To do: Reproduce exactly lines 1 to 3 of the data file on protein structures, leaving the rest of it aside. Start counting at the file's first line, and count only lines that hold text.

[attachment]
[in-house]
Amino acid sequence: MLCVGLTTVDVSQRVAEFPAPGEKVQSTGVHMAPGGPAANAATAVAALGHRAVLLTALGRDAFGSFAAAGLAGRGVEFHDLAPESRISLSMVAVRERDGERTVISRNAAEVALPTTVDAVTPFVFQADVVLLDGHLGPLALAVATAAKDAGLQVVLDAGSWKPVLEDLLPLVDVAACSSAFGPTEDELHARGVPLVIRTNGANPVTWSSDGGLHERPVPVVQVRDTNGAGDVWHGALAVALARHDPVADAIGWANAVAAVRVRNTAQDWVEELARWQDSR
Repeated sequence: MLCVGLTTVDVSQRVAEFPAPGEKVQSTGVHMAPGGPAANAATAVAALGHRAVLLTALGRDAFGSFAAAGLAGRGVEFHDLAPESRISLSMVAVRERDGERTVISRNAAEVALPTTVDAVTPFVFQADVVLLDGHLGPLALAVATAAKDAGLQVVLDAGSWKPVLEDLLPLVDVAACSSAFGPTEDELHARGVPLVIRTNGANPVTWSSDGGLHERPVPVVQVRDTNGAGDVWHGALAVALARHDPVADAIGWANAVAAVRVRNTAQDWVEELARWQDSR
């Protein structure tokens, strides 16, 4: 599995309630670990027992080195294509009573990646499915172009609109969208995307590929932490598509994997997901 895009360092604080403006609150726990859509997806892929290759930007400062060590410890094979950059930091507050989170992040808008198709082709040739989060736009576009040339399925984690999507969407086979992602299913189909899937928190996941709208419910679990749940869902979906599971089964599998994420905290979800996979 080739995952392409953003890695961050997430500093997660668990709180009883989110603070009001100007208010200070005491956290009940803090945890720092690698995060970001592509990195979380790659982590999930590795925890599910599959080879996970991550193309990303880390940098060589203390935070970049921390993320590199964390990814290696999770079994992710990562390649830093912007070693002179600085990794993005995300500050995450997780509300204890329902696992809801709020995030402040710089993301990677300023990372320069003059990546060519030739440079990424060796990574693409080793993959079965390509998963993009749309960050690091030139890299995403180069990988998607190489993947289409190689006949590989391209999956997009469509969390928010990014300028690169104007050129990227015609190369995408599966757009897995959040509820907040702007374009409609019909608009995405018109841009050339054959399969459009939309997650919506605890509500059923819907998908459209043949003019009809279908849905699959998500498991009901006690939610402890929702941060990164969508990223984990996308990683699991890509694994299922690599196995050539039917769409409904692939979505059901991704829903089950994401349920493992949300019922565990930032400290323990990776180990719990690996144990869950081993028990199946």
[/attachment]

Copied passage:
[in-house]
Amino acid sequence: MLCVGLTTVDVSQRVAEFPAPGEKVQSTGVHMAPGGPAANAATAVAALGHRAVLLTALGRDAFGSFAAAGLAGRGVEFHDLAPESRISLSMVAVRERDGERTVISRNAAEVALPTTVDAVTPFVFQADVVLLDGHLGPLALAVATAAKDAGLQVVLDAGSWKPVLEDLLPLVDVAACSSAFGPTEDELHARGVPLVIRTNGANPVTWSSDGGLHERPVPVVQVRDTNGAGDVWHGALAVALARHDPVADAIGWANAVAAVRVRNTAQDWVEELARWQDSR
Repeated sequence: MLCVGLTTVDVSQRVAEFPAPGEKVQSTGVHMAPGGPAANAATAVAALGHRAVLLTALGRDAFGSFAAAGLAGRGVEFHDLAPESRISLSMVAVRERDGERTVISRNAAEVALPTTVDAVTPFVFQADVVLLDGHLGPLALAVATAAKDAGLQVVLDAGSWKPVLEDLLPLVDVAACSSAFGPTEDELHARGVPLVIRTNGANPVTWSSDGGLHERPVPVVQVRDTNGAGDVWHGALAVALARHDPVADAIGWANAVAAVRVRNTAQDWVEELARWQDSR